HA TINH, Vietnam (Reuters) - A typhoon tore a destructive path across central Vietnam on Friday, flooding hundreds of thousands of homes, whipping off roofs and knocking out power in the country’s most powerful storm in years.
Four people were killed, more than 5,000 houses were submerged, 19 collapsed and nearly 24,000 houses in Ha Tinh, Quang Tri and Thua Thien-Hue provinces were damaged, the disaster agency said in a report.
Ha Tinh and Quang Binh provinces bore the brunt of Typhoon Doksuri and power cuts were widespread after winds brought down or damaged thousands of electricity poles, trees and billboards. A television tower in Ha Tinh province collapsed.
“There has never been a storm of level nine or 11 that lasted for eight hours straight like this one, causing quite large damage,” agriculture minister Nguyen Xuan Cuong told state-run Vietnam Television.
More than 116,000 people had been evacuated from Vietnam’s densely populated coastal strip in preparation for Doksuri. Winds exceeded 130 km (80 miles) per hour and were expected to weaken as the storm heads to Laos.
“It looks terrible, worse than war time,” said Tran Thi Hong, principal of the Ky Xuan kindergarten in Ha Tinh province, which lost its entire roof. “I could just cry, it took us so long to build this school,” she said.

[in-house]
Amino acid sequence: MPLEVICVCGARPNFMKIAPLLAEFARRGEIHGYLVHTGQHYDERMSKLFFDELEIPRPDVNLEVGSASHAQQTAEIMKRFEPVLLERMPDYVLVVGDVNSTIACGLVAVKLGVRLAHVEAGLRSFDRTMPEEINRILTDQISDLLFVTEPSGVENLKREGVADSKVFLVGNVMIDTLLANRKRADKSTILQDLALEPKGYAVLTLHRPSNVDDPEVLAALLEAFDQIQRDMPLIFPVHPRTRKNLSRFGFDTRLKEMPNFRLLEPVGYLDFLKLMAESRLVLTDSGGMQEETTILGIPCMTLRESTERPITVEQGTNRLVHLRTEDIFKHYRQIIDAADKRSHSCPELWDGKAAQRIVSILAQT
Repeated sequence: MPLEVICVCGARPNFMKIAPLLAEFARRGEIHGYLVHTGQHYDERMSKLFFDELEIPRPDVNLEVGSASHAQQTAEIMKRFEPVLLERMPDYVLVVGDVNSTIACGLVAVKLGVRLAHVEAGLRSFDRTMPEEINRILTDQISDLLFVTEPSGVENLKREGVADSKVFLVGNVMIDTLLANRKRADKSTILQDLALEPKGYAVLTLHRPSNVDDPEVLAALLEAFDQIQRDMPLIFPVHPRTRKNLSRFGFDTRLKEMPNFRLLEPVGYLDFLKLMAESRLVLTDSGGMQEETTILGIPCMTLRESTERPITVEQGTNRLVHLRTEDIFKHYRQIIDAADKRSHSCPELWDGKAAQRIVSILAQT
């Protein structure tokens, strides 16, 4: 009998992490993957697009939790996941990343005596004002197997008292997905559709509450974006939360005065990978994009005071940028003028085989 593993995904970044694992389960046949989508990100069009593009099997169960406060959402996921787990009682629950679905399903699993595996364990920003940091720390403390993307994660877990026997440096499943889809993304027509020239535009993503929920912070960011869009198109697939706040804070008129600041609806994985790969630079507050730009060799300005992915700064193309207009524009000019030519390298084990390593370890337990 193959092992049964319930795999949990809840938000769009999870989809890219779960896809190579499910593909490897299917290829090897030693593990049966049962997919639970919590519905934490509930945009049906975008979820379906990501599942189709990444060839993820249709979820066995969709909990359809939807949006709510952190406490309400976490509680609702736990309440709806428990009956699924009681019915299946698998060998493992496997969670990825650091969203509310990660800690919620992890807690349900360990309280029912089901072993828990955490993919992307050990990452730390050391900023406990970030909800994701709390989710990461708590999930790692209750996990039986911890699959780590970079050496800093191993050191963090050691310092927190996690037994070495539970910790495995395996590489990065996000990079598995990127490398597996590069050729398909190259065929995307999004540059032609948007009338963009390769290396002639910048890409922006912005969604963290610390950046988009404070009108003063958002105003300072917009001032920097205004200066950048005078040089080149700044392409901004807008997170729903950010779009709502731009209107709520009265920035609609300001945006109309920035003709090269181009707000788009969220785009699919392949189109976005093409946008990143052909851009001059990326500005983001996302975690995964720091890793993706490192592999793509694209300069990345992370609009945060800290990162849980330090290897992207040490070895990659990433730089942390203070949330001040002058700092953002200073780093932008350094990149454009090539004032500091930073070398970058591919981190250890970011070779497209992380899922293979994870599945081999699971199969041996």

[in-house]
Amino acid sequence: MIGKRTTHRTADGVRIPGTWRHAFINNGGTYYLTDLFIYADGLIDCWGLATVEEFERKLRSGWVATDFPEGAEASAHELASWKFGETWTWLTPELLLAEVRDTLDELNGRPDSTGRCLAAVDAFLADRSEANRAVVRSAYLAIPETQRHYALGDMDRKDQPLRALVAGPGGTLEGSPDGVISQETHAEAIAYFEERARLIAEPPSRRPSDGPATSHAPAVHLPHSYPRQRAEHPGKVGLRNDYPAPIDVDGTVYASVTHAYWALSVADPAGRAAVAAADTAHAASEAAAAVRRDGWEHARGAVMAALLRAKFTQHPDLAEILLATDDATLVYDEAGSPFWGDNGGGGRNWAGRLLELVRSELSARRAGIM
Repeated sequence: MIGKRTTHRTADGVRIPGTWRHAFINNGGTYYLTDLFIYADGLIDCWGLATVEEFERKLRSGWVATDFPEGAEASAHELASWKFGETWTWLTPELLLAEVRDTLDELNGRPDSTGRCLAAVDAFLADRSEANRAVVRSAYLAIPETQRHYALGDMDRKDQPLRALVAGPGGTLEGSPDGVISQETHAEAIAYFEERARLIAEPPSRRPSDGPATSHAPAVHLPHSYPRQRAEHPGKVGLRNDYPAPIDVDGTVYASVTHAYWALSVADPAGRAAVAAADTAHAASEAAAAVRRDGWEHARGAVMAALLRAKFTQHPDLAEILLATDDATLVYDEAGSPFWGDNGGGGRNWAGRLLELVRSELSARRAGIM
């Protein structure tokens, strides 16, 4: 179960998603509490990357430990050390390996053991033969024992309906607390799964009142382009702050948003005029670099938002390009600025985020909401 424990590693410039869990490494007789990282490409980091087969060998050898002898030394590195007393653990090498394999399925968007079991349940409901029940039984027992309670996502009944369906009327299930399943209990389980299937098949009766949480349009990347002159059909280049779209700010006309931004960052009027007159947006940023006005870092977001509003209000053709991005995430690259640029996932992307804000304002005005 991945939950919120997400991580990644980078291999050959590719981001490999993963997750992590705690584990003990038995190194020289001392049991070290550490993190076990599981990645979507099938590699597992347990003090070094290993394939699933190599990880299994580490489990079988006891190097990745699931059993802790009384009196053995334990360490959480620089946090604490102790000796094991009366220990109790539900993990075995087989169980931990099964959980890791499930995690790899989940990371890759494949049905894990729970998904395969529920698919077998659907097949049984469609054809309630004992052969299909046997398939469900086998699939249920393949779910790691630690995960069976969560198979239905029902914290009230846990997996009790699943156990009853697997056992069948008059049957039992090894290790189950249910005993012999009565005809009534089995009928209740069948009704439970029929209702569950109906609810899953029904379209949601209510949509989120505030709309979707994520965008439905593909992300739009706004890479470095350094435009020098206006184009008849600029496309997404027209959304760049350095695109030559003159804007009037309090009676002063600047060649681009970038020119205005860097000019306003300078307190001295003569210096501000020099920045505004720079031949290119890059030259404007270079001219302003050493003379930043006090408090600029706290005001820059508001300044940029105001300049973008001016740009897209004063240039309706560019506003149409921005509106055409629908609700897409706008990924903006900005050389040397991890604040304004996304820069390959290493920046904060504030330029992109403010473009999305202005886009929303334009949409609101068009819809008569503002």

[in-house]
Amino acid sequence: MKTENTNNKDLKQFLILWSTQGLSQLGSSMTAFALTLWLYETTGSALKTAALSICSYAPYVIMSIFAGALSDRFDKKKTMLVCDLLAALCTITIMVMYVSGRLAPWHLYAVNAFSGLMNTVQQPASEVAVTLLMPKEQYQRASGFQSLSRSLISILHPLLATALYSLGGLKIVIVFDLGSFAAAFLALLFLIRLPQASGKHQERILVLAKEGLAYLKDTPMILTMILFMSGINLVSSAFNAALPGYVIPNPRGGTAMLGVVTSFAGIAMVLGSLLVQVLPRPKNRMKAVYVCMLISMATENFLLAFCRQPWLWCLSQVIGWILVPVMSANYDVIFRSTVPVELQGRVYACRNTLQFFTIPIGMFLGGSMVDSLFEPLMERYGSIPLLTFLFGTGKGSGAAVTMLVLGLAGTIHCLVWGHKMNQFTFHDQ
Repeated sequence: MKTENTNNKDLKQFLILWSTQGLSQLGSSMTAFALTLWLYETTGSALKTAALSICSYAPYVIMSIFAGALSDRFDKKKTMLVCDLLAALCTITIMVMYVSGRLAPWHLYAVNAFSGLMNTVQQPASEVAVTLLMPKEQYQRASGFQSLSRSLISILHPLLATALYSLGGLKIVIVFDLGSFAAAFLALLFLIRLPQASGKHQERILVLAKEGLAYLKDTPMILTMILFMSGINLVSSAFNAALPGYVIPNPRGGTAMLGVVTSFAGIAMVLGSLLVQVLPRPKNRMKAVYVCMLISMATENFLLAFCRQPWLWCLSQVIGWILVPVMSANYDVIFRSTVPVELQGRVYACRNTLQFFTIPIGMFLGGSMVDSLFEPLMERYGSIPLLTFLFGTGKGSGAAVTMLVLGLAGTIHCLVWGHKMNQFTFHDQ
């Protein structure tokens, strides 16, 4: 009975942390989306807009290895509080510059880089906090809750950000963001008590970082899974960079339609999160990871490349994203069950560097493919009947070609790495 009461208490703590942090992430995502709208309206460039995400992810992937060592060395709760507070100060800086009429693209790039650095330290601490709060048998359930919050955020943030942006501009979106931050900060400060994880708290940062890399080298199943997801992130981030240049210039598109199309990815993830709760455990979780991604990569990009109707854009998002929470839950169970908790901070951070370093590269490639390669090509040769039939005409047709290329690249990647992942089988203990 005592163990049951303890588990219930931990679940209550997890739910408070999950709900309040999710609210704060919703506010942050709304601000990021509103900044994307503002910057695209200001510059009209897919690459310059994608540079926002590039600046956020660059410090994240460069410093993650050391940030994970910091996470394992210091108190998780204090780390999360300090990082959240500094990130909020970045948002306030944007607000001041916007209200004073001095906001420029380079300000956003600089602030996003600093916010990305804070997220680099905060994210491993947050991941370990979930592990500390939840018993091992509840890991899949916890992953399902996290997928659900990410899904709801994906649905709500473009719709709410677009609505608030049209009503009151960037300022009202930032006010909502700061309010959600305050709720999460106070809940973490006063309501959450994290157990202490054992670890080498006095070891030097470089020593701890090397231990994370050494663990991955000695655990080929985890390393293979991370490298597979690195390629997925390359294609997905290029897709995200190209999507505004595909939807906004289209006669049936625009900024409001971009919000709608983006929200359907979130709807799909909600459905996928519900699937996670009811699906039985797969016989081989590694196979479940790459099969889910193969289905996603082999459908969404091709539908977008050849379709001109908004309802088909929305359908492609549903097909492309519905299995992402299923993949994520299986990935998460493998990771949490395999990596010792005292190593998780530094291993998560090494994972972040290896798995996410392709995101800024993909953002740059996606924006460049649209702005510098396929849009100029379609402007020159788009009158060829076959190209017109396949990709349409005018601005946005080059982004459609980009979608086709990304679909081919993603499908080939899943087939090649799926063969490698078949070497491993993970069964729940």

Four fishing boats sank in Quang Ngai province, the disaster committee report said. Many fishermen had dragged their small wooden boats into the streets of coastal towns to try to stop them from being carried away.
Around 40 flights were canceled between the capital, Hanoi, in northern Vietnam and Ho Chi Minh City, the commercial hub in the south.
The eye of the storm skirted Vietnam’s most important coffee growing areas and the rains it brought were largely seen as beneficial to the trees, coffee traders said. Rice farmers had rushed to gather in what they could before Doksuri struck.
Vietnam often suffers from destructive storms. Floods in northern Vietnam killed at least 26 people and washed away hundreds of homes in August. Last year, more than 200 people were killed in storms.
Additional reporting by Mai Nguyen and Mi Nguyen; Writing by Matthew Tostevin; Editing by Nick Macfie
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